were not associated with thrombosis in the cerebral and abdominal veins but only with
hemorrhagic symptoms compatible with the degree of thrombocytopenia in ITP and TTP
and of factor VIII deficiency in autoimmune acquired hemophilia. Another feature that
distinguishes from VITT these cases is that they were not accompanied by serological
positivity for autoantibodies directed towards platelet factor 4. Table 1 summarizes the
main clinical symptoms and laboratory findings in the different thrombocytopenias that
did occur post-COVID vaccination.
Which general messages may be drawn from these reports of immune-mediated
hematological diseases associated with a bleeding tendency in persons recently vaccinated
to prevent COVID-19? It is well established that a number of diseases due to the formation
of autoantibodies against autologous cells and/or proteins may occur after vaccination
against various infectious agents (8-10): common examples are measles-mumps-rubella
and diphtheria-tetanus-pertussis, but also polio, rabies, influenza and bacterial
pneumonia, especially in children but also in adults. There is no evidence that the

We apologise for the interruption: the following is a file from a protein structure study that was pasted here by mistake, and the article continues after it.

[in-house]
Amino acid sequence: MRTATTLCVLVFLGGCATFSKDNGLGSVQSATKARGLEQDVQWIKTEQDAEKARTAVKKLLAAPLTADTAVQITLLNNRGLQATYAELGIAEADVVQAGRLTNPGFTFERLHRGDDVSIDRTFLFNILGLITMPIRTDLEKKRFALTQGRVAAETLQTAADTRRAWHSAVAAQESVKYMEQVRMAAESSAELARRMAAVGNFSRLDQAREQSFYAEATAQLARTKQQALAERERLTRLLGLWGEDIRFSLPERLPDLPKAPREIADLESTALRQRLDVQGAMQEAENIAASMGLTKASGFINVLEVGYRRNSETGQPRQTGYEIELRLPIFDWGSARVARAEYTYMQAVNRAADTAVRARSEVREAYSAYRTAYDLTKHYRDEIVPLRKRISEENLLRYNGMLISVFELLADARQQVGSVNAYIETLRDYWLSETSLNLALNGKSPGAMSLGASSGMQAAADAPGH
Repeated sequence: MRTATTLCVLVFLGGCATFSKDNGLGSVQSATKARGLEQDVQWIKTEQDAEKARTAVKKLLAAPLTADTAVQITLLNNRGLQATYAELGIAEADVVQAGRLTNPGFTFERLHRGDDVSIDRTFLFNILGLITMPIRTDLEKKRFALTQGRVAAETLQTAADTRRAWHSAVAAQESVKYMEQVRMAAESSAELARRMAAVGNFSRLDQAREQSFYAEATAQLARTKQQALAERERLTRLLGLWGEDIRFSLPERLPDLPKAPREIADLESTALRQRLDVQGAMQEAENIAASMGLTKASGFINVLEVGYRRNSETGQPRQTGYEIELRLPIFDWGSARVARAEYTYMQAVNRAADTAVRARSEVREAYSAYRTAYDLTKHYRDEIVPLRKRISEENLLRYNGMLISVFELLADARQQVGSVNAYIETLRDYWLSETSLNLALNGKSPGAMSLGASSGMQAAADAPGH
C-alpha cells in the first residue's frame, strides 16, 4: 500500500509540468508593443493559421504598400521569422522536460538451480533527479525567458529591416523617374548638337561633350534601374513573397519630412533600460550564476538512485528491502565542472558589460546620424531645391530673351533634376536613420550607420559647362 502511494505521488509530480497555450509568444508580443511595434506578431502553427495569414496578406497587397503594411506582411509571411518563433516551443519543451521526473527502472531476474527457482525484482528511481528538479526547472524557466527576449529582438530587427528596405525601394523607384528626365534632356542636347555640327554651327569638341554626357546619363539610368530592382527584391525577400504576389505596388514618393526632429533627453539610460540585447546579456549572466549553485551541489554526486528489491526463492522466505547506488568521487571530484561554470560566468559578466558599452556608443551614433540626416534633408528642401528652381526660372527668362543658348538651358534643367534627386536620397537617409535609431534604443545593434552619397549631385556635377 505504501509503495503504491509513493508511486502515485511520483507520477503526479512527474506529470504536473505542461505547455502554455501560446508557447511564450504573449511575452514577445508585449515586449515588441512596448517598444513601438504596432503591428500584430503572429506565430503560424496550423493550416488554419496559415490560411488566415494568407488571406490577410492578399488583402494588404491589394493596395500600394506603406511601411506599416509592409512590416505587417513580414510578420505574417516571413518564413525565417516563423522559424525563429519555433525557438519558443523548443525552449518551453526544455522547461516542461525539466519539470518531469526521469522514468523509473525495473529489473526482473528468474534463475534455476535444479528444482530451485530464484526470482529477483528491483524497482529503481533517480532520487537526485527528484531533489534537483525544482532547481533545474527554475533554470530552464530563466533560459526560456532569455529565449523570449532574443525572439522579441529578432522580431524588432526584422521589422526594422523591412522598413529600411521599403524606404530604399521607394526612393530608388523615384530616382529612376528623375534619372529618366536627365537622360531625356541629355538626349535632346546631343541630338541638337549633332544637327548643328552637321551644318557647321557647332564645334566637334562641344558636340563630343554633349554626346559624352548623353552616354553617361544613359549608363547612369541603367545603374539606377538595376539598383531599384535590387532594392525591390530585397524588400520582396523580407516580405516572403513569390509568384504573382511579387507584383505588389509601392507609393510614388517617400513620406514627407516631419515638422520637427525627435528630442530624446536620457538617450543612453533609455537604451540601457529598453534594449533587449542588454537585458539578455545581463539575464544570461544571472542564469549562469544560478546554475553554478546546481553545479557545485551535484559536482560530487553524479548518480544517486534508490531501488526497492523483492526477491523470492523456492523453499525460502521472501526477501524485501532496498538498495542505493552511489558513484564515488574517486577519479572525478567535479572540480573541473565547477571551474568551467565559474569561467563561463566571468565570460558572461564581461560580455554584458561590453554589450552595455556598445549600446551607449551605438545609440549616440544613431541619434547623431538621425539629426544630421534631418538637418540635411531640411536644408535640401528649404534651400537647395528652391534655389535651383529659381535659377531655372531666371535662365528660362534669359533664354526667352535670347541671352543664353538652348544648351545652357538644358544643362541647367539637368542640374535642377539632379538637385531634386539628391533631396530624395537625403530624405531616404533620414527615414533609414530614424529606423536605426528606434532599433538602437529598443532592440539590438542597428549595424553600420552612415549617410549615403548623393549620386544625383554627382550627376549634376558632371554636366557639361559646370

innovative technologies recently developed for anti-COVID vaccine production had a
4
peculiar role in the dysregulation of the immune system that led to the production of
antibodies other than those towards the spike SARS-CoV-2 protein, because autoimmune
diseases did occur after all types of vaccines, spanning from those traditionally based
upon inactivated virions to those newly employing viral DNA vectors or mRNA
technology (8-10). Among them, only VITT appears to be peculiar, because this
complication was so far described with convincing documentation only in patients
receiving the vaccines based upon adenoviral vectors, such as the AstraZeneca and the
Johnson- and Johnson products. In VITT the very rare but catastrophic
thrombohemorrhagic complications are due to the formation of highly pathogenic
autoantibodies against a complex between platelet factor 4 and a still poorly defined